January 28 / South Boston -- This was in a gym run by a former fighter named Peter Welch. He does a boxing show on Saint Patrick’s Day, and every year he trains these kids for free, sort of as a way to pay back. This little boy had broken off from the group and was hitting the punching bag, which, since this gym is for adults, he could barely reach. It was early in the training and they hadn’t done any sparring yet, so I assume if you’re a little kid you want to start boxing right away. I think he was just trying to hit something (Barry Chin/Globe Staff)
January 26 / Boston -- Paul Pierce, Rajon Rondo, and Kevin Garnett had won a championship together a few years before, but Pierce and Garnett had been traded to Brooklyn. This was the first time they came back during the regular season to play against their former teammates. Garnett and Rondo had been pretty good friends, and I was hoping to get a moment between them. Just as I was shooting, Garnett pulled a big-brotherly pat to Rondo. As a bonus, Pierce was in the frame, too. It was nice to get the three of them together. (Jim Davis/Globe Staff)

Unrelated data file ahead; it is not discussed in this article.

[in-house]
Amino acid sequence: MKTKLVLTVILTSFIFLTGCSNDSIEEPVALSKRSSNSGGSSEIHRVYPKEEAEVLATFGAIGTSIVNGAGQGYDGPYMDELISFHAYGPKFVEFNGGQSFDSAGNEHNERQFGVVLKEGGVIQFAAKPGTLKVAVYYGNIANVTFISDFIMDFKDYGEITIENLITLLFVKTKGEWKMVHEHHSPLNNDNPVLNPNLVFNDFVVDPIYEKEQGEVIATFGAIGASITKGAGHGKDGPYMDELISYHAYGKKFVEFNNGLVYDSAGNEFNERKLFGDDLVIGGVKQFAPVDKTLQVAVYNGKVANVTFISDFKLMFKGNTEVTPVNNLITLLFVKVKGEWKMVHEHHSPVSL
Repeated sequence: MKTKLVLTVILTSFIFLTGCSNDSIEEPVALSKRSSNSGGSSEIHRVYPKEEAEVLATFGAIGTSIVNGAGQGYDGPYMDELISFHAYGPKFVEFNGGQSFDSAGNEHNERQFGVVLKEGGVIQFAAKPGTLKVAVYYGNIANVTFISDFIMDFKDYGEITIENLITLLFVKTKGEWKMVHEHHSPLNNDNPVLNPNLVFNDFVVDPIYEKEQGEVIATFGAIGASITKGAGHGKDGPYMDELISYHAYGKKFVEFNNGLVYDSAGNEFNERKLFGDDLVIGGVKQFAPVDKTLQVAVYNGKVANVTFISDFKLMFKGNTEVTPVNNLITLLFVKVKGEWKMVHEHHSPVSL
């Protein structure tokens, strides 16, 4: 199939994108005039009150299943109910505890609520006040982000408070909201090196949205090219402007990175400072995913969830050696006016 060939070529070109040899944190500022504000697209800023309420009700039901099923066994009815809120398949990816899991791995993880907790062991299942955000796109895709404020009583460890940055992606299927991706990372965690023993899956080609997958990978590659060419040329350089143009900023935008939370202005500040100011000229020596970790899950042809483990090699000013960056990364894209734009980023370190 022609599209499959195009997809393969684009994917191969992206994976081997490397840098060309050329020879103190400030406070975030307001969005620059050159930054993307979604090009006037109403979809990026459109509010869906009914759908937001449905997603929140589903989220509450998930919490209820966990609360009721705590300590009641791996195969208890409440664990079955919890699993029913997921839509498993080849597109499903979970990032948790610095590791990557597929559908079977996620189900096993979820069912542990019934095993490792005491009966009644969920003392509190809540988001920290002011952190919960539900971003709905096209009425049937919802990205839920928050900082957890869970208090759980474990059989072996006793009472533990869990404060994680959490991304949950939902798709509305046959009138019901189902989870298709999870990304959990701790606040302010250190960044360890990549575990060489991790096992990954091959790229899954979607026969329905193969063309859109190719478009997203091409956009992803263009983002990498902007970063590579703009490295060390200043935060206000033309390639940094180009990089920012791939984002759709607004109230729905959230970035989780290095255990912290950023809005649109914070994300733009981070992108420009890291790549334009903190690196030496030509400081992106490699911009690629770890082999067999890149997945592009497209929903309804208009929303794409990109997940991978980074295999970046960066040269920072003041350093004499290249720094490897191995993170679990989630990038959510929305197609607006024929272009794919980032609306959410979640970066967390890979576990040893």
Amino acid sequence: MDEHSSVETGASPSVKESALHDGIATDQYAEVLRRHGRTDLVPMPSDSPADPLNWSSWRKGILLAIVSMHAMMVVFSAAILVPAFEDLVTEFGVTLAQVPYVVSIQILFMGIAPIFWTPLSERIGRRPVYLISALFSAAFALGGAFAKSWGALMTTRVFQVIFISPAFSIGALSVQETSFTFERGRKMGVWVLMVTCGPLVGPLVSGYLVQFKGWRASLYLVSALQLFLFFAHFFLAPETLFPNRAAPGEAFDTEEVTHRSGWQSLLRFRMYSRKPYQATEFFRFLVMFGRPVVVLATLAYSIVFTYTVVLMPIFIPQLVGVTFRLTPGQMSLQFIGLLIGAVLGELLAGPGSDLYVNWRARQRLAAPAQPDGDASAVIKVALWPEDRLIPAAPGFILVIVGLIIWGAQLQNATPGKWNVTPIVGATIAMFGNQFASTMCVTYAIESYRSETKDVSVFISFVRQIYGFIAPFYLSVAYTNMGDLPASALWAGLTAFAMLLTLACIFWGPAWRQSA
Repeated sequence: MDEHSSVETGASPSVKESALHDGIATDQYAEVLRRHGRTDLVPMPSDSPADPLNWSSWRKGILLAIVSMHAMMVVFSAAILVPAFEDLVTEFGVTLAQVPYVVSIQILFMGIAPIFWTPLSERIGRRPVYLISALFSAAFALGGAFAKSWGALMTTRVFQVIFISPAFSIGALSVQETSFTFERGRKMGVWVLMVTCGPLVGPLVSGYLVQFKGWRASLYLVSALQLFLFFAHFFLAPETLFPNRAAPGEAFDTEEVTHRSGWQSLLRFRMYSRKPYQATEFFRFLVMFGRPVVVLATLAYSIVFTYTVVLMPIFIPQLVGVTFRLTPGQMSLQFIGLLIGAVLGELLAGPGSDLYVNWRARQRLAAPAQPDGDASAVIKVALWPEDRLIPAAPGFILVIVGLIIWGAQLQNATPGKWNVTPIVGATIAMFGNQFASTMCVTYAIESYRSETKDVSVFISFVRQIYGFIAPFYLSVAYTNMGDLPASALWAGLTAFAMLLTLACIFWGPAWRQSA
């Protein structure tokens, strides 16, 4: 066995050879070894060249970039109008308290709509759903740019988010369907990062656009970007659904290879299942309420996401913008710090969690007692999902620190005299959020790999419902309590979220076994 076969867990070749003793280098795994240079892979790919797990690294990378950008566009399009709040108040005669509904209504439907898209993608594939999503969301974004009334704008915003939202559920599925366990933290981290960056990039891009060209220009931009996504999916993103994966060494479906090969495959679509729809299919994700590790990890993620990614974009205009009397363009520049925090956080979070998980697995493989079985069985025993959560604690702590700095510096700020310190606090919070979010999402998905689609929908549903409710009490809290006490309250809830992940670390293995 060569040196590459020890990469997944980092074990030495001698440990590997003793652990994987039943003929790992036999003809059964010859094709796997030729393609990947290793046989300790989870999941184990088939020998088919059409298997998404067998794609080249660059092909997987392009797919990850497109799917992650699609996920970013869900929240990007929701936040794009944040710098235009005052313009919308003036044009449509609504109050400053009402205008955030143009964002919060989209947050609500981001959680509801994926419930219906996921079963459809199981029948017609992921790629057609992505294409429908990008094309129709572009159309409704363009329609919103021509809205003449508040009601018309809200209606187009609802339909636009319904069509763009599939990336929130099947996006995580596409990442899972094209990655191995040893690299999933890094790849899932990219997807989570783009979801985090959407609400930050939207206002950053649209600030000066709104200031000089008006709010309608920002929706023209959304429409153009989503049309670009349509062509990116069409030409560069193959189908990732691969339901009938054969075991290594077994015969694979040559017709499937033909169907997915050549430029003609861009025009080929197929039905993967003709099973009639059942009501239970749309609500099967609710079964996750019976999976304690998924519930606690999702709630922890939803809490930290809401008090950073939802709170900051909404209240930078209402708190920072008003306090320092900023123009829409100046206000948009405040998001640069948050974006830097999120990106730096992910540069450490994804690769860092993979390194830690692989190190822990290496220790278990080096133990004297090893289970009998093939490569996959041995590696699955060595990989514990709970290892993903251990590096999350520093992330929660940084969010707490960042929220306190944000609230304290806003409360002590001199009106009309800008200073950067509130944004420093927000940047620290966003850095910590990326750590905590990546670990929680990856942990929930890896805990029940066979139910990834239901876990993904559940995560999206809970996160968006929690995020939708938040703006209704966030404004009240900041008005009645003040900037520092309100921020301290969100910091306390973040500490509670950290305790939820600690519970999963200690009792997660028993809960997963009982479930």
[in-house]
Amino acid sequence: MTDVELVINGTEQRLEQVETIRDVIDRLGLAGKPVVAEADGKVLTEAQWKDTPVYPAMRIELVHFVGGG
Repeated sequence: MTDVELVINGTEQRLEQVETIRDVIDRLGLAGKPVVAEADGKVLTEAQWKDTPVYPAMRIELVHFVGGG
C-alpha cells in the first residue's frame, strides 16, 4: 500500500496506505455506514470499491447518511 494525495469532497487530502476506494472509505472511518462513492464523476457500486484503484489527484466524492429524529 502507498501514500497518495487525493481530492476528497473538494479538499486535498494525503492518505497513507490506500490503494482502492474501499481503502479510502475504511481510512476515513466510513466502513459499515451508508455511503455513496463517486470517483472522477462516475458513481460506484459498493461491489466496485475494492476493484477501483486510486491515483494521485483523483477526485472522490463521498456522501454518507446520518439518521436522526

July 21 / Burlington -- For weeks, we covered the walkout in support of Market Basket’s president, Arthur T. Demoulas. Every day there was less and less food on the shelves. This woman was just sort of remarking Look at this, can you believe this? I was struck by how the employees had asked people to boycott the stores but never had any attitude toward those who didn’t. I’ve been covering stories for 29 years for the Globe, and I love it when a news event is utterly unlike anything I’ve ever covered before. (Suzanne Kreiter/Globe staff)